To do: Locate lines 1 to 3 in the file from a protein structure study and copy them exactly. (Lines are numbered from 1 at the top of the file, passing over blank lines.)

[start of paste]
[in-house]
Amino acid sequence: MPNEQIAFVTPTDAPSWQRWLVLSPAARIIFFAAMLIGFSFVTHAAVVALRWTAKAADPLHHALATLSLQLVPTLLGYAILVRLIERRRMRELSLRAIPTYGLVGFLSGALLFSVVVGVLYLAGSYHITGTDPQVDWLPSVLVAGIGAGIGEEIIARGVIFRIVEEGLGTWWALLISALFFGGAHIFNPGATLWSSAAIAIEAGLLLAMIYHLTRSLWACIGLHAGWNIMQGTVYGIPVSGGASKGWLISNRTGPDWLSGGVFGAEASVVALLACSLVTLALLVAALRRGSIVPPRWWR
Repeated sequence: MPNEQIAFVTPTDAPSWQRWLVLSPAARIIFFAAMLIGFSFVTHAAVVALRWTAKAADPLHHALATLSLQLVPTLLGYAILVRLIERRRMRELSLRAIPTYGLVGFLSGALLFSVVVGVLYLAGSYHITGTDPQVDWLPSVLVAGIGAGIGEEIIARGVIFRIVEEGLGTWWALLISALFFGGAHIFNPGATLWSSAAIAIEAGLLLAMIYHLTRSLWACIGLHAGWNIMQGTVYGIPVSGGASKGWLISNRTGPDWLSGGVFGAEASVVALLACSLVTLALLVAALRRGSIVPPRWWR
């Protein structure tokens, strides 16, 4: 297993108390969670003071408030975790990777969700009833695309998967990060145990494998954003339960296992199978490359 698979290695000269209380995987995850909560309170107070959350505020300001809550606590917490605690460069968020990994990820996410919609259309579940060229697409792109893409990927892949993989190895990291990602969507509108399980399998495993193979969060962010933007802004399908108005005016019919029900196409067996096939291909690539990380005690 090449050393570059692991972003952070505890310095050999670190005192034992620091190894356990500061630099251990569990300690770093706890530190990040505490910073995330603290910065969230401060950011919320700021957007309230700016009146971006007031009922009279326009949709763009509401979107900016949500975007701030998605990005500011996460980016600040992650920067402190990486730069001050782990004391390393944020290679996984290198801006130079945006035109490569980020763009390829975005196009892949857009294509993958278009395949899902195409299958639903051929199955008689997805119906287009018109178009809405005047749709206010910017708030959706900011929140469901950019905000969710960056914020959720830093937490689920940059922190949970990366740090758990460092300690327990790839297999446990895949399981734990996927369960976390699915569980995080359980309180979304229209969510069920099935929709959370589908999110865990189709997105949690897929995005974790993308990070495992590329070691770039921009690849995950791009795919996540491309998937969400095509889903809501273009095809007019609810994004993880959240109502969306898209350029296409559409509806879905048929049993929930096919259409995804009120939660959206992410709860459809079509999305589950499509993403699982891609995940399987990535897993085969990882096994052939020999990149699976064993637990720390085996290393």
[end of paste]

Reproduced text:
[in-house]
Amino acid sequence: MPNEQIAFVTPTDAPSWQRWLVLSPAARIIFFAAMLIGFSFVTHAAVVALRWTAKAADPLHHALATLSLQLVPTLLGYAILVRLIERRRMRELSLRAIPTYGLVGFLSGALLFSVVVGVLYLAGSYHITGTDPQVDWLPSVLVAGIGAGIGEEIIARGVIFRIVEEGLGTWWALLISALFFGGAHIFNPGATLWSSAAIAIEAGLLLAMIYHLTRSLWACIGLHAGWNIMQGTVYGIPVSGGASKGWLISNRTGPDWLSGGVFGAEASVVALLACSLVTLALLVAALRRGSIVPPRWWR
Repeated sequence: MPNEQIAFVTPTDAPSWQRWLVLSPAARIIFFAAMLIGFSFVTHAAVVALRWTAKAADPLHHALATLSLQLVPTLLGYAILVRLIERRRMRELSLRAIPTYGLVGFLSGALLFSVVVGVLYLAGSYHITGTDPQVDWLPSVLVAGIGAGIGEEIIARGVIFRIVEEGLGTWWALLISALFFGGAHIFNPGATLWSSAAIAIEAGLLLAMIYHLTRSLWACIGLHAGWNIMQGTVYGIPVSGGASKGWLISNRTGPDWLSGGVFGAEASVVALLACSLVTLALLVAALRRGSIVPPRWWR